Music is made to be heard just like ideas are written to be read.
For far too long, musicians looking to establish an online presence have had a tough row to hoe. Whole companies are based on serving specific subsets of their needs, leaving them to cobble together the fragmented pieces into something that resembles a website — without ever really owning their data.
While WordPress is a powerful publishing platform, it’s not specifically geared towards the needs of artists without a significant amount of work. It’s easy enough for a skilled developer to throw a solution together, but too much time, effort, and money are still required, while constantly reinventing the wheel without providing a stepping stone for continued improvement.
There must be a solution, right?
With that in mind, we built AudioTheme: A platform consisting of a framework plugin and theme marketplace to serve the needs of the music community.
What is This AudioTheme That You Speak Of?
To start, the framework provides functionality for managing gigs and venues, discography (liner notes for the web), and videos, with a familiar template tag API for accessing data and creating themes.
We believe that:
- When a fan fires up Google to search for the lyrics to a song, they should find a corresponding page on the artist’s website that serves as the canonical home for that track.
- A list of shows should be readily available to find out if an artist is playing in a nearby venue.
- Visitors unfamiliar with an artist should be able to visit their website and easily listen to their music to get an an idea of what they sound like.
- Artists should be able to manage their content from a consistent and simple interface.
The AudioTheme framework makes all of that possible.
Being inspired by WordPress and its phenomenal community is all well and good, but why use it as a base platform? After all, it’s taken a lot of heat from developers who find it inelegant and designers who consider it too complex.
The truth is WordPress has become somewhat of a standard for self-hosted, easy to manage websites. The barrier to entry at all levels is fairly low; people are familiar and comfortable with the various business models; it has a huge user base and thousands of designers, developers, and teachers that can support it. Why not tap into that audience to enable musicians and professionals alike?
If we’re doing what’s best for our end-users, and budget is a concern, creating a proprietary system or adopting a lesser known toolkit doesn’t serve anyone’s needs.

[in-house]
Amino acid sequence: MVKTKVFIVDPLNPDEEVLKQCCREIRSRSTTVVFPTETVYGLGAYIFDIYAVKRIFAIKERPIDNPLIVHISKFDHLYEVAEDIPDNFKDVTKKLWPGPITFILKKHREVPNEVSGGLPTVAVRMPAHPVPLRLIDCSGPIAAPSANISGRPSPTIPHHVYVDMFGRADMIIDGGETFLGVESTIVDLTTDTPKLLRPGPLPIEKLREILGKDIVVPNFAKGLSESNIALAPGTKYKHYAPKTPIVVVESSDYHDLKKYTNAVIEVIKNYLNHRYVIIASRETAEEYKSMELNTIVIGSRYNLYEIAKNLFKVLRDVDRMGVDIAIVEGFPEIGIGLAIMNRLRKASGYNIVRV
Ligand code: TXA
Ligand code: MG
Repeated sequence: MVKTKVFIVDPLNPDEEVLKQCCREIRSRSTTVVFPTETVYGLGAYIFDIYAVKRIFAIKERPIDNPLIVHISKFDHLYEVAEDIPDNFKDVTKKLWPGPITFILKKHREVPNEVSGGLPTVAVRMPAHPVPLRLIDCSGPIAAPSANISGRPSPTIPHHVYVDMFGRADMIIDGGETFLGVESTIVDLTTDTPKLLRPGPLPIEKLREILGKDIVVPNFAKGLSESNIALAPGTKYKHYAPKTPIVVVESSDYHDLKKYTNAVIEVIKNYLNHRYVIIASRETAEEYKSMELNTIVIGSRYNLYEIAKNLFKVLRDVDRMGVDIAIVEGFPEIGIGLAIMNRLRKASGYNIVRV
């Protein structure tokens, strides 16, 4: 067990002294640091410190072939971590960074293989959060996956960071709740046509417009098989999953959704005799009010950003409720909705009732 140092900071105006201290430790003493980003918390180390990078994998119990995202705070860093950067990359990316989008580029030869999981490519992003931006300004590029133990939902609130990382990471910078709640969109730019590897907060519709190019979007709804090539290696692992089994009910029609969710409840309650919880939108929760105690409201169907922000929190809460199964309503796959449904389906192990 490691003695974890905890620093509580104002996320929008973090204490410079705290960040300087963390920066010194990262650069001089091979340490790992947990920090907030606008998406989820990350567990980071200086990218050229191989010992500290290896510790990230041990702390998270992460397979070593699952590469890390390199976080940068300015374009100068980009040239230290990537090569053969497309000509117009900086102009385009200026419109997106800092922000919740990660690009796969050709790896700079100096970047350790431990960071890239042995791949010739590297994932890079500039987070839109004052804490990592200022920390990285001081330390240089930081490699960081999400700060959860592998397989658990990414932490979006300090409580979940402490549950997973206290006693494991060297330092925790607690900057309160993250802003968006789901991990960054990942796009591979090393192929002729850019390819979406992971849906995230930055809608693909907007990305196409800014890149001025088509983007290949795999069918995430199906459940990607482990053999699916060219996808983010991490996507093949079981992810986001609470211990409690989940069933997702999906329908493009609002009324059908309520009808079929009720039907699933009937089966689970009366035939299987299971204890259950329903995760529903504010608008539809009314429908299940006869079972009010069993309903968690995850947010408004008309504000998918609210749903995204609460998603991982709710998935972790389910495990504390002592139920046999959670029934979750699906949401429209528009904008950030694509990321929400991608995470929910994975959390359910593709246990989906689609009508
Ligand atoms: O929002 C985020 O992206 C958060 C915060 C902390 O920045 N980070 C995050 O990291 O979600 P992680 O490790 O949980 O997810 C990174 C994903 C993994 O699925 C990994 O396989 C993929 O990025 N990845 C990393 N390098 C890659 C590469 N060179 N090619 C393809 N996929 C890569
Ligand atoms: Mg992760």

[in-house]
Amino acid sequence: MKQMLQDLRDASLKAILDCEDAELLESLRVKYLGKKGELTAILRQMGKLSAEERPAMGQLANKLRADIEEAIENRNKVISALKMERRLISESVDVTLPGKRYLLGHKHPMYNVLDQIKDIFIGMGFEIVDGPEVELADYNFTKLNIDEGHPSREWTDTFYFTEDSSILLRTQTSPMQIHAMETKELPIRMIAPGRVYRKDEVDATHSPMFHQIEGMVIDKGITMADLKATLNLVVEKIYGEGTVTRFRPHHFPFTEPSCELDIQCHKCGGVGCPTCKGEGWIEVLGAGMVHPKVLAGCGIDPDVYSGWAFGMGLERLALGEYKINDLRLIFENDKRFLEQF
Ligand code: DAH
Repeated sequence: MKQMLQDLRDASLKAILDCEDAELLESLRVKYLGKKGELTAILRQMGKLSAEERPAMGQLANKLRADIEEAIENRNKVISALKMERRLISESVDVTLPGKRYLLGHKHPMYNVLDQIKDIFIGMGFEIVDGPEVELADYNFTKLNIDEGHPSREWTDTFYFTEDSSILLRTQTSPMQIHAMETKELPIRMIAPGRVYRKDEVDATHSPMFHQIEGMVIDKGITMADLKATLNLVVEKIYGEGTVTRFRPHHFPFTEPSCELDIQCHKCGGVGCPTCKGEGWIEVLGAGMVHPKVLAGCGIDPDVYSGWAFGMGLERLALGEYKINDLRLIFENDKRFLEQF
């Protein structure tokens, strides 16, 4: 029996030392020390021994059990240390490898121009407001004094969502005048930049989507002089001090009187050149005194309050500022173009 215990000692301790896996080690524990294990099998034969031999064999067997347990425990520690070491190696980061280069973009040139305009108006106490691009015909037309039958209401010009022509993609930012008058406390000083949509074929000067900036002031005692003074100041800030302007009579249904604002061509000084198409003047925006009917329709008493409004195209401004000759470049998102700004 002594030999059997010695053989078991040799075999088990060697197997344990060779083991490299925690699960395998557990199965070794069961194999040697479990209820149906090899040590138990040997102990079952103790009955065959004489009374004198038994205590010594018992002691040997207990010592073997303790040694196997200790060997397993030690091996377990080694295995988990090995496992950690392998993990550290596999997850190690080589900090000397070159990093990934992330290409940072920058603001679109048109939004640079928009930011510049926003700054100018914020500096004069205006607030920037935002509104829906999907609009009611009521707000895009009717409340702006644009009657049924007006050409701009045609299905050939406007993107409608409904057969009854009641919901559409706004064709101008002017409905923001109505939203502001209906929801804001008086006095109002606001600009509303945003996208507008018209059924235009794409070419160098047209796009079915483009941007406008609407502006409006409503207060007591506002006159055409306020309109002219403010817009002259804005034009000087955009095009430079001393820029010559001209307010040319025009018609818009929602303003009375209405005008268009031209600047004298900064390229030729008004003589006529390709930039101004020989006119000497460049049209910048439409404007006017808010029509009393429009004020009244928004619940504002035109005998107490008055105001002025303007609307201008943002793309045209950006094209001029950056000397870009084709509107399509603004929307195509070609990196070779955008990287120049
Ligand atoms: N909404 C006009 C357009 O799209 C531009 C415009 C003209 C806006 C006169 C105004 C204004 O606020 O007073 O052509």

And by extending WordPress, the functionality that may be too unique or complex to bundle into our core offering can be fulfilled by one of the thousands of plugins available and the thousands yet to be built. It would be foolish to think we could do it all.
Some of the tenets and best practices of the WordPress project and the community at large are ones we found appealing and instrumental in shaping what we want AudioTheme to become:
- Democratize Publishing – We hope to do for music makers what WordPress has done for allowing individuals to communicate their written ideas.
- Data Ownership – Too many times we’ve seen services that shut down with no way to recover your content.
- Content Portability – Musicians tend to redesign with each album release. The solutions currently available require building on their current, esoteric system, or rebuilding from the ground up. By standardizing the approach, a redesign can be as simple as switching themes.
- Community – It’s not just the implementation of music-oriented websites that are continually reinvented, but the knowledge gained and ideas for improving them aren’t being shared and cultivated. As our base grows, we hope to foster a community that will push the boundaries of how fans and musicians interact.
When you consider the ecosystem as a whole, the benefits far outweigh those offered by any other platform available. Maybe the question starting the conversation should be, “Why not WordPress?”
We hope you’ll check out AudioTheme and let us know what you think.
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